Cognitive development is an area in psychology that is concerned with the study of how thinking skills develop over time. Cognition includes the psychology of thinking, what we usually call intelligence. Theories of cognitive development have traditionally focused on the period from infancy to adulthood. One theory has dominated this field during the latter half of the 20th century, and that is Piaget’s stage theory of cognitive development. The testing approach (intelligence tests) is more concerned with cognitive products than the process of development. This approach attempts to ‘measure behaviours that reflect mental development and arrive at scores that predict future performance such as later intelligence, school achievement and adult vocational success’ (Berk, 2001, p. 158). In Britain and the US, the term intelligence is used to refer to a number of different abilities, skills, talents, and knowledge, generally all referring to people’s mental or cognitive abilities.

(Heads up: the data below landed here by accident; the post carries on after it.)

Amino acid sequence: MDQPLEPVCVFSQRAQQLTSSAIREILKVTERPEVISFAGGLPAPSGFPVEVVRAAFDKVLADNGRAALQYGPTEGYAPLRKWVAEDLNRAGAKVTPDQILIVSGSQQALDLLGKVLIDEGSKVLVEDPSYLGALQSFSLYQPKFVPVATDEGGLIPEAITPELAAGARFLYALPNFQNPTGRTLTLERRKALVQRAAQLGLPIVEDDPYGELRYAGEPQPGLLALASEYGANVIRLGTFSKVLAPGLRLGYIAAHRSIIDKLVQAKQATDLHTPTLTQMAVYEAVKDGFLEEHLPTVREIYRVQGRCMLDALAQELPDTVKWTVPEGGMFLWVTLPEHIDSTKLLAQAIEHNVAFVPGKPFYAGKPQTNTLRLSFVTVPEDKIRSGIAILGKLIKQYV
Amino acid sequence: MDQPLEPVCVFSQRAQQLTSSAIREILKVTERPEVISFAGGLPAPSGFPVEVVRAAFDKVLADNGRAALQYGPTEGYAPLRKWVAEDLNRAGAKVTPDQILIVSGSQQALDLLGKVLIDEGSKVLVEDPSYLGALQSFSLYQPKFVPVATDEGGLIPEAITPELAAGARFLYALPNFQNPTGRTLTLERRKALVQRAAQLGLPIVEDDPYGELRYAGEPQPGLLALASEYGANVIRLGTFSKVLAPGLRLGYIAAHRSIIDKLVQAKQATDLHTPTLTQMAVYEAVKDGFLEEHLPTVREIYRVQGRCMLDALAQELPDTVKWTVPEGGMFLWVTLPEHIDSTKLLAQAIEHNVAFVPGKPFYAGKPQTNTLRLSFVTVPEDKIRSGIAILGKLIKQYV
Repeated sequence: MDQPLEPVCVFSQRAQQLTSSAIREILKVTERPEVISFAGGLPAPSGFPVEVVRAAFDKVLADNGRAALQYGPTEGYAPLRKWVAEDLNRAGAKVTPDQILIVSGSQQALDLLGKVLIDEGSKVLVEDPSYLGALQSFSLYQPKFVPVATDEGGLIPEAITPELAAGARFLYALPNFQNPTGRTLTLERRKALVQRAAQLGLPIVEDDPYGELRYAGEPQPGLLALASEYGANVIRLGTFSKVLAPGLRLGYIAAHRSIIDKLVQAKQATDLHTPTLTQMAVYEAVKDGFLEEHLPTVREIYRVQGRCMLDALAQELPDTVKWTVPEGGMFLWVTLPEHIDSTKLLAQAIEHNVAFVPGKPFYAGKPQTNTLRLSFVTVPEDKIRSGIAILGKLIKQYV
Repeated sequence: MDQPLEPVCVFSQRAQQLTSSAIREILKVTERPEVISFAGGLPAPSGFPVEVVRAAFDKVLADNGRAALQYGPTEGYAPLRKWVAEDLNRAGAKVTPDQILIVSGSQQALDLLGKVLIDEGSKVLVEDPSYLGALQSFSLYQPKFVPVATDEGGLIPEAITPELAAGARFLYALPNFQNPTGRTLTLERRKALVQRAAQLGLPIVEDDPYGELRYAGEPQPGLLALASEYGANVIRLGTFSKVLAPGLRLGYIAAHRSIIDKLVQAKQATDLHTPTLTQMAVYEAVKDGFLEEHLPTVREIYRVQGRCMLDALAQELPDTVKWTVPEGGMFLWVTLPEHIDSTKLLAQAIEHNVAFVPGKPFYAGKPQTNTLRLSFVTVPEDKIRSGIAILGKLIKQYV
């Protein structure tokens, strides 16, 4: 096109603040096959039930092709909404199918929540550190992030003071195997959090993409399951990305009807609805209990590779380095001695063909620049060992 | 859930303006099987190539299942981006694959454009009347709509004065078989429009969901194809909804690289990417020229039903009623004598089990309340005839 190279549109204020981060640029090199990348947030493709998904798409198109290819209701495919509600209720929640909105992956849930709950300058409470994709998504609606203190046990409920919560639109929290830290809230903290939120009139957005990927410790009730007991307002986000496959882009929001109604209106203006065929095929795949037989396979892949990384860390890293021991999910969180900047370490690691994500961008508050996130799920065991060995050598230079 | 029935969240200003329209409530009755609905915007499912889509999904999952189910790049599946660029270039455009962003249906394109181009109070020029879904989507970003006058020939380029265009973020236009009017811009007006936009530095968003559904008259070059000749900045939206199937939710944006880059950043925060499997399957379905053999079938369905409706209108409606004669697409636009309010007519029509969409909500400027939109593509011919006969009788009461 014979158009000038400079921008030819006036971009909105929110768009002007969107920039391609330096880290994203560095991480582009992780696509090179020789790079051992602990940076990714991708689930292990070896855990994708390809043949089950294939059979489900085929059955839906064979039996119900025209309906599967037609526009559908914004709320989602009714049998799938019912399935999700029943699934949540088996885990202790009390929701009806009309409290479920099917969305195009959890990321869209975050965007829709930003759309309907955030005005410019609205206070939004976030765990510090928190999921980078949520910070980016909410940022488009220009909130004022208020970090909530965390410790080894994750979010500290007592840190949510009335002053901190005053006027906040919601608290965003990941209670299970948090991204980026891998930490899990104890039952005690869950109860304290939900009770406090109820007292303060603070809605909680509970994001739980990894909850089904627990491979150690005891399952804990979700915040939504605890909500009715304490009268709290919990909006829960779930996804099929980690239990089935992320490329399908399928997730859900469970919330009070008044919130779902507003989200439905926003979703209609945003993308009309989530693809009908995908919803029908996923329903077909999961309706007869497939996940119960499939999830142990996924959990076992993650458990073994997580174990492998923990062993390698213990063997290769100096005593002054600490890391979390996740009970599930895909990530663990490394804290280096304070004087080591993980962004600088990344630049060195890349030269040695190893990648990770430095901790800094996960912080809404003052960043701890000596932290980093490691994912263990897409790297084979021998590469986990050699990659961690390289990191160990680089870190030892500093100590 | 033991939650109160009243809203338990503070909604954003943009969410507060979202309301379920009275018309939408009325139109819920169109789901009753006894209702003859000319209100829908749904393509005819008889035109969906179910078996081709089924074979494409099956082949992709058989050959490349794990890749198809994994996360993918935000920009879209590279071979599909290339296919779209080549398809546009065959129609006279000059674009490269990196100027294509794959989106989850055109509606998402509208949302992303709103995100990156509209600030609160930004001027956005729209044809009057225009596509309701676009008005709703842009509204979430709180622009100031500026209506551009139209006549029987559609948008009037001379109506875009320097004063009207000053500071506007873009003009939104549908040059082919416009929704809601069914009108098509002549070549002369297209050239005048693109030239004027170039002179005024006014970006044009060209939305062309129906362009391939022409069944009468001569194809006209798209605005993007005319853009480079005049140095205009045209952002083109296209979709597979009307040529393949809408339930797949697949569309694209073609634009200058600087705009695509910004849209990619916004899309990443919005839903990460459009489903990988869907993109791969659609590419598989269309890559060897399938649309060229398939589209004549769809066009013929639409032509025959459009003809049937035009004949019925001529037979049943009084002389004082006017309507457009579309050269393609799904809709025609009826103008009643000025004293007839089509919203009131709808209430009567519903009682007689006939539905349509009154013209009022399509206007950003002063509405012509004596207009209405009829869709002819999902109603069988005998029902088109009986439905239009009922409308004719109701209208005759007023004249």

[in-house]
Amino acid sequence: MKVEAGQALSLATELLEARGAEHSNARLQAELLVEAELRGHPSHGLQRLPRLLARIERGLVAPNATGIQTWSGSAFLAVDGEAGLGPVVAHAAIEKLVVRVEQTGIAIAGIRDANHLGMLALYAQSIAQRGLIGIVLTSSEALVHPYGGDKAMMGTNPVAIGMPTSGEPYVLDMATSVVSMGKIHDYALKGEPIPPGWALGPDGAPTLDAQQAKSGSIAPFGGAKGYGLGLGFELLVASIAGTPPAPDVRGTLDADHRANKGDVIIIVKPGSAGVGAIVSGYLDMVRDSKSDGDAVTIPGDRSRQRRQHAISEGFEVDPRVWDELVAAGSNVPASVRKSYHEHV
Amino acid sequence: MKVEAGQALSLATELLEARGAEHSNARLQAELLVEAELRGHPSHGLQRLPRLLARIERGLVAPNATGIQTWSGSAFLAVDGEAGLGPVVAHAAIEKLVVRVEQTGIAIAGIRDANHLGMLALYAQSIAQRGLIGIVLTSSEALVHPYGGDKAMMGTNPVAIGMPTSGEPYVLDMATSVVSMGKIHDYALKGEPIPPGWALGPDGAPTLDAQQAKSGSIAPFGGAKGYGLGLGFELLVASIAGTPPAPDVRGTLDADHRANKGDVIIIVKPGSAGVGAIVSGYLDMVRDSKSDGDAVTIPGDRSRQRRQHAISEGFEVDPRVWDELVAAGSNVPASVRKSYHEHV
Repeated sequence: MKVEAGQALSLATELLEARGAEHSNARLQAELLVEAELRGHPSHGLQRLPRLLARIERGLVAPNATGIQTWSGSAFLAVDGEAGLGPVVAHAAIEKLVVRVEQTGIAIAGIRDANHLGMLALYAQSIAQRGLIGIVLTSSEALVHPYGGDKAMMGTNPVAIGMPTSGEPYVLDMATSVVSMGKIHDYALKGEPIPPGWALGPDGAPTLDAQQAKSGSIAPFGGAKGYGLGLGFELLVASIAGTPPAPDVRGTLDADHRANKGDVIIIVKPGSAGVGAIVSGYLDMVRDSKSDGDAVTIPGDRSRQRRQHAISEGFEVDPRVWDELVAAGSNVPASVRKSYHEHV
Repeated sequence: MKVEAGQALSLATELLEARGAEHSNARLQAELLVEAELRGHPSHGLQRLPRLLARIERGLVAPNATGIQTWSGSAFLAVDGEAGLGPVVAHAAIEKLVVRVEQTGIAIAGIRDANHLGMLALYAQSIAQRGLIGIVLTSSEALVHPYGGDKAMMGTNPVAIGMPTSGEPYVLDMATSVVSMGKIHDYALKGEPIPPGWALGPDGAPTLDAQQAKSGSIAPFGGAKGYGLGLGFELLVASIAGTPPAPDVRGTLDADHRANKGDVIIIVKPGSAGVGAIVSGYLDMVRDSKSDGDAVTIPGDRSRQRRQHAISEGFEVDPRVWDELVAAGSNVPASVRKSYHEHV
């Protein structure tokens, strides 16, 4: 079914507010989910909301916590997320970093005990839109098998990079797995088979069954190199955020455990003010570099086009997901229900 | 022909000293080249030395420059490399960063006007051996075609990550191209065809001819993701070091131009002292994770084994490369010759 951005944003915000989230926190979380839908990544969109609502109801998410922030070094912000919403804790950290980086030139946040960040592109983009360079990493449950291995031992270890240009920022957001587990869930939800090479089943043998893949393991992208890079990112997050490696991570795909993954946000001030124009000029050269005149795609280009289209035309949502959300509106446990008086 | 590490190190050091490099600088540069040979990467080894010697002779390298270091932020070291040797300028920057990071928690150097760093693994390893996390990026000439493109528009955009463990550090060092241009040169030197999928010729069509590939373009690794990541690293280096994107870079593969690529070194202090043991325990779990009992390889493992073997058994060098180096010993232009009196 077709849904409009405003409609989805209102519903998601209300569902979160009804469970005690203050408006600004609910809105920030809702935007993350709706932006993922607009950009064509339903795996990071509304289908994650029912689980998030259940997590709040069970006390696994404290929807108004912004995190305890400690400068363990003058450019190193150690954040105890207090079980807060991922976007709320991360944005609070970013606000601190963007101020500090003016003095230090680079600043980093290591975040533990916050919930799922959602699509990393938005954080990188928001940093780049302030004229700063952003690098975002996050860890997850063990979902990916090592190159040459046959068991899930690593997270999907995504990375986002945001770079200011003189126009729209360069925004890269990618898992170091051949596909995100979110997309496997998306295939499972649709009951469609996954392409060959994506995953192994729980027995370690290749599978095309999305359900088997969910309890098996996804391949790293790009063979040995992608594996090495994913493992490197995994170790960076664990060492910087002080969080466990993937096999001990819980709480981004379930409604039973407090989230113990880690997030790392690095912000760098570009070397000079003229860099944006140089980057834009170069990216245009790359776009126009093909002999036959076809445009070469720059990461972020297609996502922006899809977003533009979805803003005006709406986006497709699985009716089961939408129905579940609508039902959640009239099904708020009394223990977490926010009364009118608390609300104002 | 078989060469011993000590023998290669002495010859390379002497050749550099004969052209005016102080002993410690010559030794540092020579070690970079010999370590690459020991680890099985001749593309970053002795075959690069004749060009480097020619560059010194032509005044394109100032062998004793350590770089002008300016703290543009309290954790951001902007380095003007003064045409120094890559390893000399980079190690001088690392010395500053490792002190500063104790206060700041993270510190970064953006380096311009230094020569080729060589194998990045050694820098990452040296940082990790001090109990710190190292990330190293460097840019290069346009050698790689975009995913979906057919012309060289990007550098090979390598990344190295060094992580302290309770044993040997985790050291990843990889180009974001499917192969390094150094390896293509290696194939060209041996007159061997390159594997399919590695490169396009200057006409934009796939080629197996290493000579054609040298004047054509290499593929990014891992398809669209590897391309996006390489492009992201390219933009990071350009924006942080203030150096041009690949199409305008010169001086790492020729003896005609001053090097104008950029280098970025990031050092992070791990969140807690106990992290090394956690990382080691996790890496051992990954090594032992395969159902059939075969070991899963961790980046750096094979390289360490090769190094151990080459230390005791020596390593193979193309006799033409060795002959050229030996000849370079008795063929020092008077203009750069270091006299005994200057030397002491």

Swipe to navigate through the chapters of this book
Please log in to get access to this content
To get access to this content you need the following product:
- Cognitive Development: Cross-Cultural Perspectives
- Macmillan Education UK
- Sequence number
- Chapter number